‘Please, get down here,’ he said, inching cautiously closer, as if I was some jittery suicidal.
‘You’re not understanding what I’m trying to tell you,’ I sighed.
It felt strangely nice, resisting the persistent tug of the streets below. At this height, the wind wasn’t threatening to push me over, so much as holding me and earnestly asking me to trust its intentions. Much as I was asking him to do, I suppose.
‘Explain it to me again then,’ he said. Even now, here, his was the most beautiful face I had ever seen. Ever tried to kiss.
‘It’s all in the math. Reality is a simulation. We’ve know that for a while.’
‘Like a videogame?’
He was still too far to reach me without having to run. He knew better than to try. Which is why he was asking for the explanation. I didn’t mind.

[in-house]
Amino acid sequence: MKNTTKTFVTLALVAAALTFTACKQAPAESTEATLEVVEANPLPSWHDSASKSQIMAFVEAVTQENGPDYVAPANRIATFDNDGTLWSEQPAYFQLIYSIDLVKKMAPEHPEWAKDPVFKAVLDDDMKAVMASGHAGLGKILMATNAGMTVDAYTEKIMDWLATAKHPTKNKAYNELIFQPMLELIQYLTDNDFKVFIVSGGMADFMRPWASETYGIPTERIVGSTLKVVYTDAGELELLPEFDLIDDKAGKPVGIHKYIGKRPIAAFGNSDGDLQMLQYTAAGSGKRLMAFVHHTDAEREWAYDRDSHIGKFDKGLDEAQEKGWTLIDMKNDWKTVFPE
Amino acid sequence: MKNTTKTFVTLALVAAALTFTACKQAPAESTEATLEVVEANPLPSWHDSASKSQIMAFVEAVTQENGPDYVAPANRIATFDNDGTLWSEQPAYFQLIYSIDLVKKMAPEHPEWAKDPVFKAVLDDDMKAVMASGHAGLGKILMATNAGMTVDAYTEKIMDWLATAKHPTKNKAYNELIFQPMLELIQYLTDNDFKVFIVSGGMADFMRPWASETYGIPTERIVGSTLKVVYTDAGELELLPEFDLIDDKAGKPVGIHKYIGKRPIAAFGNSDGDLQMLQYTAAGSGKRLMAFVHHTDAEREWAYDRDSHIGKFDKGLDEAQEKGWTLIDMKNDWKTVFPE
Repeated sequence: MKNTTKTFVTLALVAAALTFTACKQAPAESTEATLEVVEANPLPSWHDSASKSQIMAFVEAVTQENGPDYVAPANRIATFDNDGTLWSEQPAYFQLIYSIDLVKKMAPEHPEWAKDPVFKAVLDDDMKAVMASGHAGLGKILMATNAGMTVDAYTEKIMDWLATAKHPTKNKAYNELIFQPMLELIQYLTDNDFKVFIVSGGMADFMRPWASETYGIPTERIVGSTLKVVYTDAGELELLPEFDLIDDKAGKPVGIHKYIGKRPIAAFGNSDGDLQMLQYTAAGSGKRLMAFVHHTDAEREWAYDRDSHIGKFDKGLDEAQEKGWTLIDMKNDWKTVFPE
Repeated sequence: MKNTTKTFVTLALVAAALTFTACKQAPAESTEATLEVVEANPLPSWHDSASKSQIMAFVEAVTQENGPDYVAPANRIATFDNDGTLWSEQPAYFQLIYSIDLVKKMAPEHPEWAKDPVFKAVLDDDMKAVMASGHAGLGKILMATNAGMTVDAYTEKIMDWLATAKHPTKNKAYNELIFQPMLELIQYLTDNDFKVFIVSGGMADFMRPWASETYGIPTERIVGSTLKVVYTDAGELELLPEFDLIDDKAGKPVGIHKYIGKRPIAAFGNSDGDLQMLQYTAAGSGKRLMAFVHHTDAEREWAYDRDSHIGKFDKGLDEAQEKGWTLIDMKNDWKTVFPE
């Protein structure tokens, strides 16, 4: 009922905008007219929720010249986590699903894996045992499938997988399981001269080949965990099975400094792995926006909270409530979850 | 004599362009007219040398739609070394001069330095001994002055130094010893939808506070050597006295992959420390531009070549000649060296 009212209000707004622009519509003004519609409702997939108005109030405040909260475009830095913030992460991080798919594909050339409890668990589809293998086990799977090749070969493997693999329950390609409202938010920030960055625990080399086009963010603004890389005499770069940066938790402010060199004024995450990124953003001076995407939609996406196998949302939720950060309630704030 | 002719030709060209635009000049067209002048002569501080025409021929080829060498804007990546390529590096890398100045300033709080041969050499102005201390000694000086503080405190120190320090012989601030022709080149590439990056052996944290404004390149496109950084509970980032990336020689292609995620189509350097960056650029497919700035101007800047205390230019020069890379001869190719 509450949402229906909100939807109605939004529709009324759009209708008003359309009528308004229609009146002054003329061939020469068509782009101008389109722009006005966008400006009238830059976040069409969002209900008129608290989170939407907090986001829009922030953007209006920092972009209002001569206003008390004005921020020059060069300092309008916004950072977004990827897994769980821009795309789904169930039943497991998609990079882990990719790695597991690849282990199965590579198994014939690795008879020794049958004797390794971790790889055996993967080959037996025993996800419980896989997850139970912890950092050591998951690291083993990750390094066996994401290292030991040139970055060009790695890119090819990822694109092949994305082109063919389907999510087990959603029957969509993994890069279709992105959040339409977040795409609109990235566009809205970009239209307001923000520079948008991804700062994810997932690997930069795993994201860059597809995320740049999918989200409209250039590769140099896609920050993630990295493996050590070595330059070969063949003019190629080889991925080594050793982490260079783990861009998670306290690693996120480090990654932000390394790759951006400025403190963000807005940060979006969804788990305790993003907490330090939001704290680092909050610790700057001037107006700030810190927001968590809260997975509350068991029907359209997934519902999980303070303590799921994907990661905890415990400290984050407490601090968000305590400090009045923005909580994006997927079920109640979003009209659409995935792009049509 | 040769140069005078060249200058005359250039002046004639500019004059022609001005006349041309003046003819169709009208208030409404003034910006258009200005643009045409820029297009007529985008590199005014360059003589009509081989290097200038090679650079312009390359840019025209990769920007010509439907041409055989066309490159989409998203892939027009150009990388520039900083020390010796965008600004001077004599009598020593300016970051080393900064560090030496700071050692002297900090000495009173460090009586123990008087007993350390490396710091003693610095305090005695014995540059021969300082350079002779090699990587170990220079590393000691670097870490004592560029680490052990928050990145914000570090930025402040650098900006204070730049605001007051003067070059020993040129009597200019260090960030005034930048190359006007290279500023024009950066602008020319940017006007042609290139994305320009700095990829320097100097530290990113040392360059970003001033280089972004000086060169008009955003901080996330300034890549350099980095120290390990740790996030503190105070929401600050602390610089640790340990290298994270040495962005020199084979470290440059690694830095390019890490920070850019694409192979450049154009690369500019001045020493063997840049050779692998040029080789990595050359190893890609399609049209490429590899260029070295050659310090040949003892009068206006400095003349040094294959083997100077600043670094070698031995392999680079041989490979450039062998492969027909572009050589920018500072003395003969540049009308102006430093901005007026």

‘Right. Like a videogame. And we know there’s also a multiverse, in theory. Schrödinger first explained it as far back as ‘52. Infinite universes, all with tiny differences. Until now we couldn’t square the two. But I just did.’
‘How?’ Closer still. Almost too close.
‘What happens when you lose a videogame? You start over. Same game, different decisions and choices. Again and again, until you win.’
‘Please don’t do this,’ he whispered. Close enough now that I could see the lipstick bruise on the edge of his mouth. That I had made, before he pushed.
‘So if I keep restarting the game, eventually I’ll make the right decisions to win. Win you,’ I said.
He ran then, covering the last few feet so fast. Just not fast enough.
As I fell, the city blurred, like pixels.